The longer one translates, the more obvious it becomes that translation is a craft, like any other, which, like wine, matures and improves with age. What for many a novice translator is confusing and complicated may be second nature or not need a second thought for the experienced linguist.
This becomes especially apparent in translation training and, in particular, when one notes the cognitive and procedural problems faced by translator trainees in the learning and training process. Trainee translators often approach a text differently, they actually ‘see’ a text with seemingly different eyes.
The chief problem for translator trainees is the fact that they find it difficult to view a source text holistically. What is more, they are often not aware of the integral relationship between the semantic network of the original with that of the translation. They focus mainly on words and collocations not on ambience and function.
However, the facility to see a text differently, often possessed by up and coming trainee translators, is not always a bad thing. The ability to see a text anew is a valuable skill for all translators, young or old, novice or master – a fact a recent post emphasises.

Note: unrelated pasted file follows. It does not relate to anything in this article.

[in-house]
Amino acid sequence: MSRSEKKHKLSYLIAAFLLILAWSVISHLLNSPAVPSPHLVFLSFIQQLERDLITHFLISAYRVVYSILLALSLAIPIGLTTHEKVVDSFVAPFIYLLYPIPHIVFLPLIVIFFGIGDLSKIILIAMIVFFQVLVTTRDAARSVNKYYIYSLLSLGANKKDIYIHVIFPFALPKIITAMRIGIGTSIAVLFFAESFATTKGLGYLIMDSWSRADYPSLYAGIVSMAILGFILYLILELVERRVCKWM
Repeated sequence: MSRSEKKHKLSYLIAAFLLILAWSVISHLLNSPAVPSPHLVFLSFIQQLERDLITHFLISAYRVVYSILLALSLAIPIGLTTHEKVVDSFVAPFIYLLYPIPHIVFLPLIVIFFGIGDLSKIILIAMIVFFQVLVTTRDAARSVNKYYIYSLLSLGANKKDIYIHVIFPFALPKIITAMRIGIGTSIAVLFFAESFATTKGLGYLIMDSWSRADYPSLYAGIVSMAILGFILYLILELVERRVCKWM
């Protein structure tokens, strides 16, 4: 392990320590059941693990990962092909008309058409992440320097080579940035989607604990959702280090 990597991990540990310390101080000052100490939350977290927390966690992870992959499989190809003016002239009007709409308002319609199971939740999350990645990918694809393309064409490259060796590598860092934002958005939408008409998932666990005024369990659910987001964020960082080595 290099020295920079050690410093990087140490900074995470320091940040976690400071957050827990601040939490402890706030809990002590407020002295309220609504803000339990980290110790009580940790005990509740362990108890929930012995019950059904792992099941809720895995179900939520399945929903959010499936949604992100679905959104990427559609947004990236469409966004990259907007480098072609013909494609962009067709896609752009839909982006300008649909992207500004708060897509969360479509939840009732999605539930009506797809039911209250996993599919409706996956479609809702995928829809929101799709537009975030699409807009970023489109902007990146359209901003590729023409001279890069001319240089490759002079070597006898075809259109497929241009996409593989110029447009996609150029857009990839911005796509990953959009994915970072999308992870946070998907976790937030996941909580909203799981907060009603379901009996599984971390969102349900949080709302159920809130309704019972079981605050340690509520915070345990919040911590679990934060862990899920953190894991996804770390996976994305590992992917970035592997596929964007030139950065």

The translator should, therefore, be able to view a text in several dimensions and at a variety of levels. In other words, every reading should be multi-dimensional. Rather like a satellite picture, the more angles available to the camera, the more detailed the picture.
To summarise, it may be useful for the translator trainee to focus on the ambience and function of a text. It may also be a good idea for the trainee to first read the original text whilst looking for elements of ambience and then a second time looking for functional elements (i.e. to whom is the text addressed and what purpose does it serve?).
Successive readings should focus on other elements – lexis, grammar, style – so that with each reading a new level of detail (and perhaps even ‘magnification’) is gleaned. In this way, the trainee translator regiments not only the procedural part of the process but inadvertently the cognitive part also.